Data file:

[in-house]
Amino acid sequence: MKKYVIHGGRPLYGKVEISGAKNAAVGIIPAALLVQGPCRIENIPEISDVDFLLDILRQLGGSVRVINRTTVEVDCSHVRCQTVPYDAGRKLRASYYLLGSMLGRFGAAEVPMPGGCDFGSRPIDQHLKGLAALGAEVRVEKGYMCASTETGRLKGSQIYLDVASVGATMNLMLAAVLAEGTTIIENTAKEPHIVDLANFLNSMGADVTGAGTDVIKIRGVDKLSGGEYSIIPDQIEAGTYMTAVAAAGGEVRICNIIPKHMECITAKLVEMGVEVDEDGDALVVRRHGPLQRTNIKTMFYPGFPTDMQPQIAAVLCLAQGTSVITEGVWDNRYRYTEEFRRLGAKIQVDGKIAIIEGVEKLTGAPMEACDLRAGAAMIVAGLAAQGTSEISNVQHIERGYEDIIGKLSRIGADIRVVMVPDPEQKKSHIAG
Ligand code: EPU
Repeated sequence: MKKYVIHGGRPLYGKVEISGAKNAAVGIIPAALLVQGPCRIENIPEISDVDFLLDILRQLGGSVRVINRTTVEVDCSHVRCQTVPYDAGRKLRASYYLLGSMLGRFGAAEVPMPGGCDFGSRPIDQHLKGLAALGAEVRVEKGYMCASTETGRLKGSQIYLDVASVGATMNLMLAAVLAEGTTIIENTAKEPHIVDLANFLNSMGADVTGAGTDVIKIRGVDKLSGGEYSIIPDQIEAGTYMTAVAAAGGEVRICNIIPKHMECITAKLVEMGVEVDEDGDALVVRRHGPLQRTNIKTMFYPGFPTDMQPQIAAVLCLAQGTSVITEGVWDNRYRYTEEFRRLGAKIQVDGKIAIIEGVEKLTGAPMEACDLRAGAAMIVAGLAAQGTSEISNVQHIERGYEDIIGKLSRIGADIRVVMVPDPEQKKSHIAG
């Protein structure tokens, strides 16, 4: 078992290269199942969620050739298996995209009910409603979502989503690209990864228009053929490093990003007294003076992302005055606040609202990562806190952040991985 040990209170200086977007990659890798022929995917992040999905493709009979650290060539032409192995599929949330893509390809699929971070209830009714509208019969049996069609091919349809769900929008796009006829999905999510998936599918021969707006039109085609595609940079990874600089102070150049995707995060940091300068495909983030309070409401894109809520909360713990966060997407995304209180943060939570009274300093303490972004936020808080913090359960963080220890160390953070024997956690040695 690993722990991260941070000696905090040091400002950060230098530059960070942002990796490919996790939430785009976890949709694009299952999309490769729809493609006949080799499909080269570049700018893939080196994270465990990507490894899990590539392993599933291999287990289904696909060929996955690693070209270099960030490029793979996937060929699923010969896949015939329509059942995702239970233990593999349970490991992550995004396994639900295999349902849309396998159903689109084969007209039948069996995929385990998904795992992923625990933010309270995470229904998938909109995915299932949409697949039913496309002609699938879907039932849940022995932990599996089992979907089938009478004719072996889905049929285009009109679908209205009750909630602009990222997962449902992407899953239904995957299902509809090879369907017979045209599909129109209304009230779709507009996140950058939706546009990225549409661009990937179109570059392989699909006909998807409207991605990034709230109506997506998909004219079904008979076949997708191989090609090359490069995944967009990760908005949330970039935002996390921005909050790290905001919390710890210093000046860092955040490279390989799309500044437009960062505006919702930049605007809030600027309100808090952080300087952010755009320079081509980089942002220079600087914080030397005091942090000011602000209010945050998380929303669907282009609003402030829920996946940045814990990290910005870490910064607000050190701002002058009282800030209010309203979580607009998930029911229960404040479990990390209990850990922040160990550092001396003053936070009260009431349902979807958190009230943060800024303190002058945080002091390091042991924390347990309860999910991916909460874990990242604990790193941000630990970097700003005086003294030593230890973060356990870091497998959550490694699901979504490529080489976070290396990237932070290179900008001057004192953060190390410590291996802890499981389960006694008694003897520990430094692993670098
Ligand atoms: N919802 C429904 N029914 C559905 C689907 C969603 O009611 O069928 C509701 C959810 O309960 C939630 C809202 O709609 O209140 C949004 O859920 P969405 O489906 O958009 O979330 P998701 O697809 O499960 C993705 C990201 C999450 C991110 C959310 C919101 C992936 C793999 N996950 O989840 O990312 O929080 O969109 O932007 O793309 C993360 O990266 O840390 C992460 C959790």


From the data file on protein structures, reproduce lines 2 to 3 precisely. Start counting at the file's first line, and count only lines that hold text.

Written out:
Amino acid sequence: MKKYVIHGGRPLYGKVEISGAKNAAVGIIPAALLVQGPCRIENIPEISDVDFLLDILRQLGGSVRVINRTTVEVDCSHVRCQTVPYDAGRKLRASYYLLGSMLGRFGAAEVPMPGGCDFGSRPIDQHLKGLAALGAEVRVEKGYMCASTETGRLKGSQIYLDVASVGATMNLMLAAVLAEGTTIIENTAKEPHIVDLANFLNSMGADVTGAGTDVIKIRGVDKLSGGEYSIIPDQIEAGTYMTAVAAAGGEVRICNIIPKHMECITAKLVEMGVEVDEDGDALVVRRHGPLQRTNIKTMFYPGFPTDMQPQIAAVLCLAQGTSVITEGVWDNRYRYTEEFRRLGAKIQVDGKIAIIEGVEKLTGAPMEACDLRAGAAMIVAGLAAQGTSEISNVQHIERGYEDIIGKLSRIGADIRVVMVPDPEQKKSHIAG
Ligand code: EPU